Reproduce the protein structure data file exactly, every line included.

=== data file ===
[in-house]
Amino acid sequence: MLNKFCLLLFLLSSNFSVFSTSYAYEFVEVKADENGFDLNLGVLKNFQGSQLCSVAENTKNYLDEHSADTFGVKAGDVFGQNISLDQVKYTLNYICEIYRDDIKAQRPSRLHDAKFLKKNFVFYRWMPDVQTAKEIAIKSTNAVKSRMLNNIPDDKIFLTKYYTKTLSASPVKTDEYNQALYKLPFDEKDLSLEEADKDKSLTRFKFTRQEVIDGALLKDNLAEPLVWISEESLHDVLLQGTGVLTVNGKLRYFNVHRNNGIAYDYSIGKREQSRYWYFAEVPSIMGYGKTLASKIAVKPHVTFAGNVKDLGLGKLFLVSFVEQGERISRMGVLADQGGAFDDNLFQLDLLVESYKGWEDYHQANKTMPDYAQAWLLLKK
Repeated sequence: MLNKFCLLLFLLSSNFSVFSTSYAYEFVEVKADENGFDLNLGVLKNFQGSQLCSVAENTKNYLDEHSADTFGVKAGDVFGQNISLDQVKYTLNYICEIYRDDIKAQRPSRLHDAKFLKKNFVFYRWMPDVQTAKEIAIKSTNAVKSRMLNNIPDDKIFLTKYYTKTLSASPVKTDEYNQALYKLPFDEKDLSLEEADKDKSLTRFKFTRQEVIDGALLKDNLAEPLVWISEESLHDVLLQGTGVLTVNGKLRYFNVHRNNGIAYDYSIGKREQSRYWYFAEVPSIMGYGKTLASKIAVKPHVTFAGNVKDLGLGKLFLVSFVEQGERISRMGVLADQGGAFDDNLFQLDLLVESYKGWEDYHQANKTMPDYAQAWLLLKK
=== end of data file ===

[in-house]
Amino acid sequence: MLNKFCLLLFLLSSNFSVFSTSYAYEFVEVKADENGFDLNLGVLKNFQGSQLCSVAENTKNYLDEHSADTFGVKAGDVFGQNISLDQVKYTLNYICEIYRDDIKAQRPSRLHDAKFLKKNFVFYRWMPDVQTAKEIAIKSTNAVKSRMLNNIPDDKIFLTKYYTKTLSASPVKTDEYNQALYKLPFDEKDLSLEEADKDKSLTRFKFTRQEVIDGALLKDNLAEPLVWISEESLHDVLLQGTGVLTVNGKLRYFNVHRNNGIAYDYSIGKREQSRYWYFAEVPSIMGYGKTLASKIAVKPHVTFAGNVKDLGLGKLFLVSFVEQGERISRMGVLADQGGAFDDNLFQLDLLVESYKGWEDYHQANKTMPDYAQAWLLLKK
Repeated sequence: MLNKFCLLLFLLSSNFSVFSTSYAYEFVEVKADENGFDLNLGVLKNFQGSQLCSVAENTKNYLDEHSADTFGVKAGDVFGQNISLDQVKYTLNYICEIYRDDIKAQRPSRLHDAKFLKKNFVFYRWMPDVQTAKEIAIKSTNAVKSRMLNNIPDDKIFLTKYYTKTLSASPVKTDEYNQALYKLPFDEKDLSLEEADKDKSLTRFKFTRQEVIDGALLKDNLAEPLVWISEESLHDVLLQGTGVLTVNGKLRYFNVHRNNGIAYDYSIGKREQSRYWYFAEVPSIMGYGKTLASKIAVKPHVTFAGNVKDLGLGKLFLVSFVEQGERISRMGVLADQGGAFDDNLFQLDLLVESYKGWEDYHQANKTMPDYAQAWLLLKK